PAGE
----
Do You Have Pain at in the Ball of the Foot?

Have you ever experienced a soreness underneath the ball of your foot that was often hard to describe? Did the sensation feel like a burning hot press up along the inside of the bones of your foot? Has it left you hobbling or altered the way that you walk? If your answer is yes, then it is quite possible that you may have experienced an injury to an often overlooked structure called the ‘plantar plate’. In this blog, we will look at what makes this structure so vital to the functioning of the foot and how potential injuries can come about and what can be done about it.

What is the plantar plate?

The plantar plate is a structure made up of thick fibrous ligament like structures that work to stabilize the bones and structures that make up our forefoot region. The primary focus of the plantar plate structure is to

  • Stabilise the toe joint.
  • Assist with proper shock distribution through the arch and resists excessive forces.
  • Resists deviation of the digits and prevents hyperextension of the toe joints.

As can be seen from the diagram, the plantar plate structure is indeed a complex compartment with quite an important function.

Next let’s explore what can cause an injury to this structure.

Causes of injury

Looking at the nature of the injury and the sites at which they tend to occur, it is widely accepted that an injury to the plantar plate is the direct result of overuse and overload of the structures supporting the metatarsals. The direct causes can be multi-factoral and it is always worthwhile seeing a professional for an assessment, however some common culprits include:

  • Having a bunion.
  • Having a hammertoe/s.
  • Feet that roll in (pronate) excessively when walking or running.
  • Flat feet/low arches.
  • Having a short big toe or an excessively long second toe.
  • Constant use of high heeled or unsupportive footwear.
  • Participating sports or physical activity that requires continuous pressure along the forefoot region e.g. netball, soccer, tennis etc.

Symptoms indicating injury

Like most inflammatory or overuse injuries, there is associates pain and inflammation. The level of pain experienced will depend on the extent of the injury. Since the plantar plate structure assists in stabilizing the toe joints, injuries to this region can be classified as: a strain, a partial tear, complete tear with no dislocation and complete tear with dislocation of the associated joint.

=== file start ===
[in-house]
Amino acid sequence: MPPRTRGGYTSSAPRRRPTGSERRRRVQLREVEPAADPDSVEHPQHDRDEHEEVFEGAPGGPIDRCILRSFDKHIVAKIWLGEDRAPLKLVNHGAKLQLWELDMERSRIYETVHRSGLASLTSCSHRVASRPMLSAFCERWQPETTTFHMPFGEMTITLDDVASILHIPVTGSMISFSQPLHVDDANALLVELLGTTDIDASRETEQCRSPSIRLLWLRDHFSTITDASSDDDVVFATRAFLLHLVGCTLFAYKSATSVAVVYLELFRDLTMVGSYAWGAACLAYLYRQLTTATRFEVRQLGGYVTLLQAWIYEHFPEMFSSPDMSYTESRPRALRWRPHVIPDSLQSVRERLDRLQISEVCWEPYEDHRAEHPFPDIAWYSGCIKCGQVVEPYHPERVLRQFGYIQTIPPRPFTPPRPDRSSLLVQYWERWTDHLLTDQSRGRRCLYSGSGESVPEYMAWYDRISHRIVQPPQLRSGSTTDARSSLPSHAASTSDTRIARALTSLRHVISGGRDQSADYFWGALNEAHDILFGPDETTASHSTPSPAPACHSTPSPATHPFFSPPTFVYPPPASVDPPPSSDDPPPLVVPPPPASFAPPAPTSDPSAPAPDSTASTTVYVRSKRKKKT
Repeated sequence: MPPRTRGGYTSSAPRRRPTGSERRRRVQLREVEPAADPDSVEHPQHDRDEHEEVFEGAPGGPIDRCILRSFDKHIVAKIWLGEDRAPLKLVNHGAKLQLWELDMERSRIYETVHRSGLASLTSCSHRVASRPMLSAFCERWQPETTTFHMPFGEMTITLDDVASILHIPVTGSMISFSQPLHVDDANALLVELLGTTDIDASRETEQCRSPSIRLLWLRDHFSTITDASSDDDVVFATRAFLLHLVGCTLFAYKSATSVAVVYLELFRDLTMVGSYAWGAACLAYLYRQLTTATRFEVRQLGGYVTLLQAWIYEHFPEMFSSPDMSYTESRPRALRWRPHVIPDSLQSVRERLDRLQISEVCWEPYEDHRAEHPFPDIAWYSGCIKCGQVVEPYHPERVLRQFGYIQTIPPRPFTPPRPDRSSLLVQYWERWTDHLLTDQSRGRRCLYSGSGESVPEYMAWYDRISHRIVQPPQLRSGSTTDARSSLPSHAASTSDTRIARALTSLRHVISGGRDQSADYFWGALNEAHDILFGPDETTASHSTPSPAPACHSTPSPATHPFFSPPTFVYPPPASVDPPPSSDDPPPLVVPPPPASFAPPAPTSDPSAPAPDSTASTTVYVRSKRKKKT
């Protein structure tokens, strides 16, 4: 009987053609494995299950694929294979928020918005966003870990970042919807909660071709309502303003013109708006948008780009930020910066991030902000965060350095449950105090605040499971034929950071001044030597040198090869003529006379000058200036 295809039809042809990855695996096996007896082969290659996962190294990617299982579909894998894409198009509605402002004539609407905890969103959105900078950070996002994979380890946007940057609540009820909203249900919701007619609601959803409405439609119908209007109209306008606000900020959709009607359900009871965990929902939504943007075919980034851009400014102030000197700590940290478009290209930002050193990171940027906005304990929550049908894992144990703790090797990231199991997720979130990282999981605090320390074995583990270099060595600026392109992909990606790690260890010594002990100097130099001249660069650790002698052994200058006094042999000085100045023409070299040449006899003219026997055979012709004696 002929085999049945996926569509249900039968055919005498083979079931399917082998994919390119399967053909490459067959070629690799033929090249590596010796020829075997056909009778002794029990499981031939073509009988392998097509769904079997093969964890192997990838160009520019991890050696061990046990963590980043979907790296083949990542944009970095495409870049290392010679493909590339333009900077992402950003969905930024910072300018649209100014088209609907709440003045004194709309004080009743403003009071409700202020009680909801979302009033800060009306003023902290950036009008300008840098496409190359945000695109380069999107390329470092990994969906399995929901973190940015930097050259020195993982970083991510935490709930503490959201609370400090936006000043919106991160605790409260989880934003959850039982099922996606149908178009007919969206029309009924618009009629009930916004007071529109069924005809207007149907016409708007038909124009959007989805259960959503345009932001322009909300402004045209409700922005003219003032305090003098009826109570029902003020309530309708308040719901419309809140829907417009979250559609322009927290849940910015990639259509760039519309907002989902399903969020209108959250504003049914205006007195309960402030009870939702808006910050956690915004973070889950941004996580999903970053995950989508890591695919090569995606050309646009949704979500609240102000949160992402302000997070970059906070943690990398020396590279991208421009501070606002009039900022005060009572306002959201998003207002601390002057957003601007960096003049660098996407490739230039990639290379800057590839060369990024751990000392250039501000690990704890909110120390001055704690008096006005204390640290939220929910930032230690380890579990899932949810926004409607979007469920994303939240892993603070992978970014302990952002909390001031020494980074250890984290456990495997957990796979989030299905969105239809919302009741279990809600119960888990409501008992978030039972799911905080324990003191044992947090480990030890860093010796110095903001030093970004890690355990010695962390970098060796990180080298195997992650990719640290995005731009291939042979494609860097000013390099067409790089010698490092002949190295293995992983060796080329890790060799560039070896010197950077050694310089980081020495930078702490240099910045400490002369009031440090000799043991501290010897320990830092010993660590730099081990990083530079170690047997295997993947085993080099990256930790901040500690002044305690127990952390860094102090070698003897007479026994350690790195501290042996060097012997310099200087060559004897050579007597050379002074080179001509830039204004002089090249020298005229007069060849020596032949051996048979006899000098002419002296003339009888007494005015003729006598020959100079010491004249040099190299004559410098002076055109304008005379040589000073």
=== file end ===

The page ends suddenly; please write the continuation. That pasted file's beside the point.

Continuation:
The symptoms commonly associated with a plantar plate injury include some of the following:

  • Pain and swelling underneath the ball of the foot.
  • Pain may radiate into the toes and can often be described as a ‘burning’ pain.
  • Pain is elicited when the toes are flexed upwards or when a person standing in the ‘tip-toe’ position.
  • There may be deviation of the toes from their regular positions or even ‘splaying’ of the toes or even a depression of the forefoot.

How is the condition treated?

The first step to achieving a favourable result for sufferers is to achieve an accurate diagnosis of the condition. This may involve a combination of both x-ray and ultrasound imaging. In extreme cases, an MRI scan may be utilized to help improve diagnosis. Once a diagnosis is made the initial course of treatment would include

  • Icing the affected region and/or using anti-inflammatory painkillers
  • Cushioning the forefoot to reduce the levels of pressure felt across the structures.
  • Digits that are displaced or depressed can be taped into position using simple physio tape which will assist in maintaining proper function.
  • Altering footwear.
  • Rest from training or change to training methods.
  • Using custom orthotics to help correct for the effects of causative factors such as bunions and pronation.

In extreme cases where dislocation of the joint has occurred due to a rupture in the plate, a surgical referral would be warranted. Prognosis is good and within 6-8 weeks people are able to return to everyday activities and a slow progressive training increase.


Dr Anel Kapur (Podiatrist)